This seems like such an obviously crucial Christian concept, especially coming from an impartial and just God who claims to judge justly (Deuteronomy 32:4, 10:17, 1 Peter 2:23). One cannot judge justly, be he God or not, if he automatically saves or damns particular people or if he uses differing standards to judge the same imperfection. Either we all need Jesus’ justification or none of us do. Either we all need to understand and accept the gospel for salvation or none of us do. God cannot judge justly by requiring from one person a belief in salvation through Jesus’ death and resurrection while only requiring from another a general belief in God or no belief at all.
And yet, a surprising number of people believe that he does. Some say he can define justice however he wants, but if justice to him means partiality to us, God’s justice becomes an absolutely meaningless and unreliable trait (as would his other traits, as love to him might mean hate to us!). Others believe God does justly offer the gospel—understandably and meaningfully—to everyone before their physical death, but how he accomplishes this is very problematic, especially for those who die very young or with lifelong mental disability, not to mention may others. Chapter 10 of Healing Hereafter demonstrates why God must give us all equal access to the gospel and how that doesn’t necessarily occur before some of us die. Here’s a quick peek…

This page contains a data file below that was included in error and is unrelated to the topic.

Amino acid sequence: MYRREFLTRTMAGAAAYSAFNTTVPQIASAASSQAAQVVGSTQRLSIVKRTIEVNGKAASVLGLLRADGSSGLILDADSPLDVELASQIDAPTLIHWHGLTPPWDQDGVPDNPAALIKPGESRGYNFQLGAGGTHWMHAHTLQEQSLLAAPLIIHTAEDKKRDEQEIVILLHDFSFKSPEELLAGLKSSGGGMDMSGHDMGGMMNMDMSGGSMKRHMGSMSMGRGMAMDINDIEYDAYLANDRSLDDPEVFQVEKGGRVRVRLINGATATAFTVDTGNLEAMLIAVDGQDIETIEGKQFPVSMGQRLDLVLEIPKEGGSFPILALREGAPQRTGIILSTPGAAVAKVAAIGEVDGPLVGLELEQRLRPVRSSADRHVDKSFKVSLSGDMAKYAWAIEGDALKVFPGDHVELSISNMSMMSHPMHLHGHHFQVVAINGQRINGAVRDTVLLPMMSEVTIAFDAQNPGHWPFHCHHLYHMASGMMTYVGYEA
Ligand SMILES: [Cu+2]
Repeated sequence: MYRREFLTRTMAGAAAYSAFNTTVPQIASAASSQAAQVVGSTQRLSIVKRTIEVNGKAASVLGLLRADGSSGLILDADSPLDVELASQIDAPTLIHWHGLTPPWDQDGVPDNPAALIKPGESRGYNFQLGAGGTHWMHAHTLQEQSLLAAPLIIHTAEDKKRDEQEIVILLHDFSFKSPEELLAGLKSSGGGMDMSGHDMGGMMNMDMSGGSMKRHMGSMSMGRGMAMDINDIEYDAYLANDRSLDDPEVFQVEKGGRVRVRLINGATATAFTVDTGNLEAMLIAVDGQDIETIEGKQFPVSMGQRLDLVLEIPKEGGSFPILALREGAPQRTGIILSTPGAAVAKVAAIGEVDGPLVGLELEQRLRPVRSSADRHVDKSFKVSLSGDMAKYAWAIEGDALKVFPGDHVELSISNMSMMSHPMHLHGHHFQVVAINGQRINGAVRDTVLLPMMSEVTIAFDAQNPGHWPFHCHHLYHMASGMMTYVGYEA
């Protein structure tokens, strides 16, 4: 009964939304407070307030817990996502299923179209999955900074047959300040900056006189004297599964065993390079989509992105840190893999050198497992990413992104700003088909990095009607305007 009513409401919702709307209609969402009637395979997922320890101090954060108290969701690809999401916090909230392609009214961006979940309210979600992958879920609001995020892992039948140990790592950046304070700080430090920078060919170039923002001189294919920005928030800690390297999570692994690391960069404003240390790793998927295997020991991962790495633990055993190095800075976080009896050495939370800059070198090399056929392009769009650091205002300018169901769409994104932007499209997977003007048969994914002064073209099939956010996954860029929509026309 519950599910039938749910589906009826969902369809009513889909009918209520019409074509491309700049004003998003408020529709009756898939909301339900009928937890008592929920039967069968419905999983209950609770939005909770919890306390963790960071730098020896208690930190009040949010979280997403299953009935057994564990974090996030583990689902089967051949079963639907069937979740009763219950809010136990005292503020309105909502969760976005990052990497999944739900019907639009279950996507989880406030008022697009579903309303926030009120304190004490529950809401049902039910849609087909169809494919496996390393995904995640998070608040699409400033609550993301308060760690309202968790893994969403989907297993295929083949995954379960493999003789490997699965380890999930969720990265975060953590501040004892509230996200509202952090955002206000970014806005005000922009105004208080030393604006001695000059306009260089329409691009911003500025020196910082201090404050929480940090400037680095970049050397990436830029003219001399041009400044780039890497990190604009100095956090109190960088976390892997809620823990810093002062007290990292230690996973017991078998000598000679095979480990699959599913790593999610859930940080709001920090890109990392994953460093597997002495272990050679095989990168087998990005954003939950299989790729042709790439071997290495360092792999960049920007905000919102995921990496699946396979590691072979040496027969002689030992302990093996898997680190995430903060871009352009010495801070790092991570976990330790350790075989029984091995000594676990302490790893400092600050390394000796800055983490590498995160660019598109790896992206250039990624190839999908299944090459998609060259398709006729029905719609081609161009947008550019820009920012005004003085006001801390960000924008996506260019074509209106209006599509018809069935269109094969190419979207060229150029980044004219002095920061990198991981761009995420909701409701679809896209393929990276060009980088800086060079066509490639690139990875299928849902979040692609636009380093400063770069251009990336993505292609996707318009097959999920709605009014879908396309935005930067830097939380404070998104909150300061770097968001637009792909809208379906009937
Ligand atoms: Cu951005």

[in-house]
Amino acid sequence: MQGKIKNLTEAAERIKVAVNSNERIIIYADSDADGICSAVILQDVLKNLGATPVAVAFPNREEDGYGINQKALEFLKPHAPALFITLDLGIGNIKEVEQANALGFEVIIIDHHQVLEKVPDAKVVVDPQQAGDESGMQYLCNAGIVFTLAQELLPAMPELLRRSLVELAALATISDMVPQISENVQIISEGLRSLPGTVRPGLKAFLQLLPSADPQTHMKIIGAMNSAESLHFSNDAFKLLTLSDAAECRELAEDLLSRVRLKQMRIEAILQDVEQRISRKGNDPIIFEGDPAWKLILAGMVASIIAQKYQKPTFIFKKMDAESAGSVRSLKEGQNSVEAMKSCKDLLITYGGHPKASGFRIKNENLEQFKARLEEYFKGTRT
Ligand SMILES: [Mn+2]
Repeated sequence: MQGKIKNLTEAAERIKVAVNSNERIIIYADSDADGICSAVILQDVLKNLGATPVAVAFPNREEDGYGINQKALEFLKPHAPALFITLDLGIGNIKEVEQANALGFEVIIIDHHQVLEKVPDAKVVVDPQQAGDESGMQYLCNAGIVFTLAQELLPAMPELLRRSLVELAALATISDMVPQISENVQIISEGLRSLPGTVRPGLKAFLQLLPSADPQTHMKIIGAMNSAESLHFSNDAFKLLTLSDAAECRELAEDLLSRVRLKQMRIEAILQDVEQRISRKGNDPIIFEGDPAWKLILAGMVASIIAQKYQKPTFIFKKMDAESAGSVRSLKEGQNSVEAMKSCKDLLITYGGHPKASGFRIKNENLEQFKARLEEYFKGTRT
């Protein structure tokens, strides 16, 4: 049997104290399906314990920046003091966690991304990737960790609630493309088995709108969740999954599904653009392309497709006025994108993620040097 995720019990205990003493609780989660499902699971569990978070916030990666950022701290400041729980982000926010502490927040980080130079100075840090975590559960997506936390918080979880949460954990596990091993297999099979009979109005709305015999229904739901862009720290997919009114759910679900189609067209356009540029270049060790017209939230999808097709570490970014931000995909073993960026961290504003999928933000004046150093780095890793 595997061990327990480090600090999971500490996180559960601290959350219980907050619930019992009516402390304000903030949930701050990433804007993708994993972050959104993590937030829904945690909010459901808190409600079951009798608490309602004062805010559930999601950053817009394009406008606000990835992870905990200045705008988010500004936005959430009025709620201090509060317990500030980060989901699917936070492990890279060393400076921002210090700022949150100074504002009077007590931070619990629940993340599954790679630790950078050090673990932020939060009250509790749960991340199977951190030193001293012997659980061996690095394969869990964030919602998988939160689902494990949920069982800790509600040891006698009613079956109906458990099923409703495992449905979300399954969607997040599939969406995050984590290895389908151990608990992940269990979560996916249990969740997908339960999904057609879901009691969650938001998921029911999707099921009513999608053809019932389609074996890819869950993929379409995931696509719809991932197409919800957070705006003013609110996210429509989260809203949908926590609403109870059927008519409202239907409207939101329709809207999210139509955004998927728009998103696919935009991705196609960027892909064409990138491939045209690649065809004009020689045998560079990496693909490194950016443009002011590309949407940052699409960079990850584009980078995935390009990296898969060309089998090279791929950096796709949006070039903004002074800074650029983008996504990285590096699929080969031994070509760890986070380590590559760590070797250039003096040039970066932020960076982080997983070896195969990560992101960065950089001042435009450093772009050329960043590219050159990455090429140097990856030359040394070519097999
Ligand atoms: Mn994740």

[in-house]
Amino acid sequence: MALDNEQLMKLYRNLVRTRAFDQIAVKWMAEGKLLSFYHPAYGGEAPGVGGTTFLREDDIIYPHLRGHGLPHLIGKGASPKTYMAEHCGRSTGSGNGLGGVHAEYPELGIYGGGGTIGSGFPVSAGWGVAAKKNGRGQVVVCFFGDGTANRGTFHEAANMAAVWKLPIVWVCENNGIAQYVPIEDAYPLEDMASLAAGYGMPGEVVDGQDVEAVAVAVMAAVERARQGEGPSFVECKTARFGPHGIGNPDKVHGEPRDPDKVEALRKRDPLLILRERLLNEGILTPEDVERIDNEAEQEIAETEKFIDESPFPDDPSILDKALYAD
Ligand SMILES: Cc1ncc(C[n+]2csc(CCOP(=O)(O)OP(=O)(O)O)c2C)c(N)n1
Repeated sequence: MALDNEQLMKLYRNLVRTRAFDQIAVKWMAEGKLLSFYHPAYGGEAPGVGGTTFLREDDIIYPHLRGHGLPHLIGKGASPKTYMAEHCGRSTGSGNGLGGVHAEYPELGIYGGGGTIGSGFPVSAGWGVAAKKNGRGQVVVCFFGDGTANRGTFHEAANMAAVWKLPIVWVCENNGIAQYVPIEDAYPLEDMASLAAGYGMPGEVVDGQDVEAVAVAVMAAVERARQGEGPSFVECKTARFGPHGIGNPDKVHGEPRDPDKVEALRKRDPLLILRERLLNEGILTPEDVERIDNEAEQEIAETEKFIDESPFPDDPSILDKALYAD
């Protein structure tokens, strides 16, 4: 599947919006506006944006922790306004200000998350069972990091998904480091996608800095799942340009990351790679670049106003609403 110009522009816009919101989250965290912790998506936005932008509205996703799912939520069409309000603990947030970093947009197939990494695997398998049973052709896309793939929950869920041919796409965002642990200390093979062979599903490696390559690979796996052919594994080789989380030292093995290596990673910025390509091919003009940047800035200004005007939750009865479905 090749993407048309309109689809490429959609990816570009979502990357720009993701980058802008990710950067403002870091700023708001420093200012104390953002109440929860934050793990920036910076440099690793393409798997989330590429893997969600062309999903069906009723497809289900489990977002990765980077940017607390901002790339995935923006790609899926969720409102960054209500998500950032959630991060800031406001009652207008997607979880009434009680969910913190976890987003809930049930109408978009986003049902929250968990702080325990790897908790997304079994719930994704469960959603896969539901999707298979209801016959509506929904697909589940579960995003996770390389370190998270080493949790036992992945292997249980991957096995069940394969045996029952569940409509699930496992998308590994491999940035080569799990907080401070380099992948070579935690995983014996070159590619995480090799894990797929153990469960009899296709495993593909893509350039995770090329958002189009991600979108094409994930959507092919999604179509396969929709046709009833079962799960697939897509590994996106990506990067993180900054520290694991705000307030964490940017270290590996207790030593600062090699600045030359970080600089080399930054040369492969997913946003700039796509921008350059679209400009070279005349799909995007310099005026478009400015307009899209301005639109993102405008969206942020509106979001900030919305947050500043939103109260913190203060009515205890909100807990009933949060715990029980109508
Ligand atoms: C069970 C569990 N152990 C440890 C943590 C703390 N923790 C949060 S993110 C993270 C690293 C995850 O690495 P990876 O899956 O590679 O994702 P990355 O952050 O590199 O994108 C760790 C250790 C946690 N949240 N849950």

We’ve seen that giving folks an automatic pass to either Hell or Heaven is problematic for many reasons, but some claim that a postmortem chance to demonstrate faith and learn about the gospel is still unnecessary, as God could reach everyone with his solution of Jesus before they die. While this could plausibly occur for some unreached individuals through divine earthly evangelism like dreams or angels, it’s all but certain that millions of folks who didn’t have physical access to the gospel could very honestly claim on their deathbed that God had not explained it to them through supernatural means. Some address these people—as well as children and the mentally handicapped—by expanding the scope of general revelation. Instead of only making us aware enough of God and morality to be guilty when we sin, they claim that what all humans can learn from creation and our conscience explains the gospel enough to make us guilty of rejecting Jesus’ message as well. We evaluate this argument and dismiss it biblically and logically, explaining that only a comprehensible presentation of the gospel (special revelation) can provide enough information for a person to be able to freely and truly reject God’s universal invitation to Heaven through his solution of Jesus. A final way God could reach everyone with his solution of Jesus before their physical death is to evangelize to their spirits directly, even if they inhabit baby bodies or brain-damaged bodies. Because there’s no biblical evidence of such a spiritual transfer of specific information and because both physical presentations of the gospel and every human’s physical existence would become completely unnecessary, we decide against universal premortem evangelism and accept the Bible’s teaching that God gets the message out to the unreached on both sides of physical death.